Video Westgate Siege Anniversary Brings Back Painful Memories

One year after it happened, the survivors of the terror attack on Nairobi's Westgate Shopping Mall still cannot shake the images of that tragic incident. For VOA, Mohammed Yusuf tells the story of victims still waiting for the answer to the question 'how could this happen?'
Video

Video Militant Assault in Syria Displaces Thousands of Kurds

A major assault by Islamic State militants on Kurds in Syria has sent a wave of new refugees to the Turkish border, where they were stopped by Turkish border security. Turkey is already hosting about 700,000 Syrian refugees who fled the civil war between the government and the opposition. But the government in Ankara has a history of strained relations with Turkey's Kurdish minority. Zlatica Hoke reports Turkey is asking for international help.
Video

Video CERN Accelerator Back in Business

The long upgrade of the Large Hadron Collider is over. The scientific instrument responsible for the discovery of the Higgs boson -- the so-called "God particle" -- is being brought up to speed in time for this month's 60th anniversary of the European Organization for Nuclear Research, known by its French acronym CERN. Physicists hope the accelerator will help them uncover more secrets about the origins of the universe. VOA’s George Putic reports.
Video

Video Whaling Summit Votes to Uphold Ban on Japan Whale Hunt

The International Whaling Commission, meeting in Slovenia, has voted to uphold a court ruling banning Japan from hunting whales in the Antarctic Ocean. Conservationists hailed the ruling as a victory, but Tokyo says it will submit revised plans for a whale hunt in 2015. Henry Ridgwell reports from London.
Video

Video Russian Economy Reeling After New Western Sanctions

A new wave of Western sanctions is hitting Russia’s economy hard. State-owned energy firms continue to bleed profits and Russia’s national currency plunged to a new low this week after the U.S. and the European Union announced new sanctions to punish Russia's aggressive stance in eastern Ukraine. But as Mil Arcega reports, the sanctions could also prove costly for European and American companies.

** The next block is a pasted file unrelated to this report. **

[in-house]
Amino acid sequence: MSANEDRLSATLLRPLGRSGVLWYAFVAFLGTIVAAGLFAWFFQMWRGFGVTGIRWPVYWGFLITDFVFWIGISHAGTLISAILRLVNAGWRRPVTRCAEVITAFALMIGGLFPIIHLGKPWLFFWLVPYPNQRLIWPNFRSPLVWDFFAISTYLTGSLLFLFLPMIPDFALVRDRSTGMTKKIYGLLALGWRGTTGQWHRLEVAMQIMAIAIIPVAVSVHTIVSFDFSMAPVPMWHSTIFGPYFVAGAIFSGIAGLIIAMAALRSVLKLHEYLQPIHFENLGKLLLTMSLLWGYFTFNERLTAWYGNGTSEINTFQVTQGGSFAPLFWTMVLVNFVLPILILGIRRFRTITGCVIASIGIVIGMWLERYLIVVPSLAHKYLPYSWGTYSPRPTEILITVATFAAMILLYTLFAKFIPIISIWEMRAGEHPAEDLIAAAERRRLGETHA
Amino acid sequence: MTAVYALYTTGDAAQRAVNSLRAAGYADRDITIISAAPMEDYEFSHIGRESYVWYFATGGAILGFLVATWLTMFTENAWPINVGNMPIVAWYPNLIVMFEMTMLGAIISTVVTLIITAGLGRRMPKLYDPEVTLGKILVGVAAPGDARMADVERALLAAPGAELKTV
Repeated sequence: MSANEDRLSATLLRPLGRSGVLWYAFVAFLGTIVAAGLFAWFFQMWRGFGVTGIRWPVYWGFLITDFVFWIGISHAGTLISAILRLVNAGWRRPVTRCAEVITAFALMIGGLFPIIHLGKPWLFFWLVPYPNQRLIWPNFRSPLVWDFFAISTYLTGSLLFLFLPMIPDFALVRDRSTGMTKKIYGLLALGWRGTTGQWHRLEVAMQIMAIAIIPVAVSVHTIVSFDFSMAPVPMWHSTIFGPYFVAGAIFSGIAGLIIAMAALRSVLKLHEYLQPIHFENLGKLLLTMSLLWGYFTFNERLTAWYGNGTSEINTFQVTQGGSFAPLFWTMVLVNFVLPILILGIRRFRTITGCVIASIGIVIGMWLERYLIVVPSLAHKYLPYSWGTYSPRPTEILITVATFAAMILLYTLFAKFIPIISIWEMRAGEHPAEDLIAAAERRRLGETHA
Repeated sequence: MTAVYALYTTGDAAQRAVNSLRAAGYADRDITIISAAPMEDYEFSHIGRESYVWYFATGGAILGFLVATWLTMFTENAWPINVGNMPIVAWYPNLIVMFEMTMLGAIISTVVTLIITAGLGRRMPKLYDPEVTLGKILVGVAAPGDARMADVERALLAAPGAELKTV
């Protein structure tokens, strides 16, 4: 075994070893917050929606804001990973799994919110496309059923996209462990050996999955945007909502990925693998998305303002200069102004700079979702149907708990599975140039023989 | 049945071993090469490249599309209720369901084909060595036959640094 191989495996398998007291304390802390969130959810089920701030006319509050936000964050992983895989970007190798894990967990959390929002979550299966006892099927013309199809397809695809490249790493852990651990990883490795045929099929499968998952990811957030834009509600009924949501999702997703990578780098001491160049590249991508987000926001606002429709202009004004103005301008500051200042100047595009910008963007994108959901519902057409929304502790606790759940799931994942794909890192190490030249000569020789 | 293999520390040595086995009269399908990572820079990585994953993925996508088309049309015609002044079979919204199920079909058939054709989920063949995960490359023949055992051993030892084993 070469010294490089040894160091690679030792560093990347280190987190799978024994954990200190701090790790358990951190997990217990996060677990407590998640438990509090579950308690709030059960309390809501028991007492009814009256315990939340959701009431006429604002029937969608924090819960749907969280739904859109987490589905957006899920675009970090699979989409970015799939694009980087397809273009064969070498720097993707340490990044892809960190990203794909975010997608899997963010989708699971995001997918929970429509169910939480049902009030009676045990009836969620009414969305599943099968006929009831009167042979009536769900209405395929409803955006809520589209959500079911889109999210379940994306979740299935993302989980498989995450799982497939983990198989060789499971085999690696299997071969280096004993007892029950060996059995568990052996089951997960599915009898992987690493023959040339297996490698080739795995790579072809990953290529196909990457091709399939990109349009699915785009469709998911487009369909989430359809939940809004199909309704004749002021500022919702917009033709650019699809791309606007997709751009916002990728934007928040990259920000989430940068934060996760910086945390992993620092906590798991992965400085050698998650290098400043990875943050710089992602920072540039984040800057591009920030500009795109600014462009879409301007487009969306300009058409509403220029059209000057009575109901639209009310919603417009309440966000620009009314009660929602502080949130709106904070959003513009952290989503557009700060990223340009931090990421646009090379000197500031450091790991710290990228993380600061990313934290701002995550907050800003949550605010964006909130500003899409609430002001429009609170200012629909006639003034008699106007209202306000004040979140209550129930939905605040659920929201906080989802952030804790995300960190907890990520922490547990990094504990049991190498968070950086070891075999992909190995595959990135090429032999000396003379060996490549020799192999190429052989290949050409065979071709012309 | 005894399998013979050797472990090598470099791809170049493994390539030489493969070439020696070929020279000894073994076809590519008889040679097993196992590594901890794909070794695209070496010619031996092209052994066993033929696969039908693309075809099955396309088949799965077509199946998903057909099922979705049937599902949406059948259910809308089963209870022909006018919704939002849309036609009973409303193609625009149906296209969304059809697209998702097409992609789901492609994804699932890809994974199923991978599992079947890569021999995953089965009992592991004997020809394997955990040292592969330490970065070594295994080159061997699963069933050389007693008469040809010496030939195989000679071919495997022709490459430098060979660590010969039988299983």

Video

Video Belgian Researchers Discover Way to Block Cancer Metastasis

Cancer remains one of the deadliest diseases, despite many new methods to combat it. Modern medicine has treatments to prevent the growth of primary tumor cells. But most cancer deaths are caused by metastasis, the stage when primary tumor cells change and move to other parts of the body. A team of Belgian scientists says it has found a way to prevent that process. Zlatica Hoke has more.
Video

Video Mogadishu's Flood of Foreign Workers Leaves Somalis Out of Work

Unemployment and conflict has forced many young Somalians out of the country in search of a better life. But a newfound stability in the once-lawless nation has created hope — and jobs — which, some say, are too often being filled by foreigners. Abdulaziz Billow reports from Mogadishu.
Video

Video A Dinosaur Fit for Land and Water

Residents and tourists in Washington D.C. can now examine a life-size replica of an unusual dinosaur that lived almost a hundred million years ago in northern Africa. Scientists say studying the behemoth named Spinosaurus helps them better understand how some prehistoric animals adapted to life on land and in water. The Spinosaurus replica is on display at the National Geographic museum. VOA’s George Putic has more.
Video

Video Iraqi Kurdistan Church Helps Christian Children Cope find shelter in churches in the Kurdish capital, Irbil

In the past six weeks, tens of thousands of Iraqi Christians have been forced to flee their homes by Islamic State militants and find shelter in churches in the Kurdish capital, Irbil. Despite U.S. airstrikes in the region, the prospect of people returning home is still very low and concerns are starting to grow over the impact this is having on the displaced youth. Sebastian Meyer reports from Irbil on how one church is coping.
Video

Video NASA Picks Boeing, SpaceX to Carry Astronauts Into Space

The U.S. space agency, NASA, has chosen Boeing and SpaceX companies to build the next generation of spacecraft that will carry U.S. astronauts to the International Space Station by the year 2017. The deal with private industry enables NASA to end its dependence on Russia to send space crews into low Earth orbit and back. Zlatica Hoke has more.
Video

Video Future of Ukrainian Former President's Estate Uncertain

More than six months after Ukraine's former President Viktor Yanukovych fled revolution to Russia, authorities have yet to gain control of his palatial estate. Protesters occupy the grounds and opened it to tourists but they are also refusing to turn it over to the state. VOA's Daniel Schearf reports from Mezhigirya, just north of Kyiv.


Carnage and mayhem are part of daily life in northern Nigeria, the result of a terror campaign by the Islamist group Boko Haram. Fears are growing that Nigeria’s government may not know how to counter it, and may be making things worse. More

AppleAndroid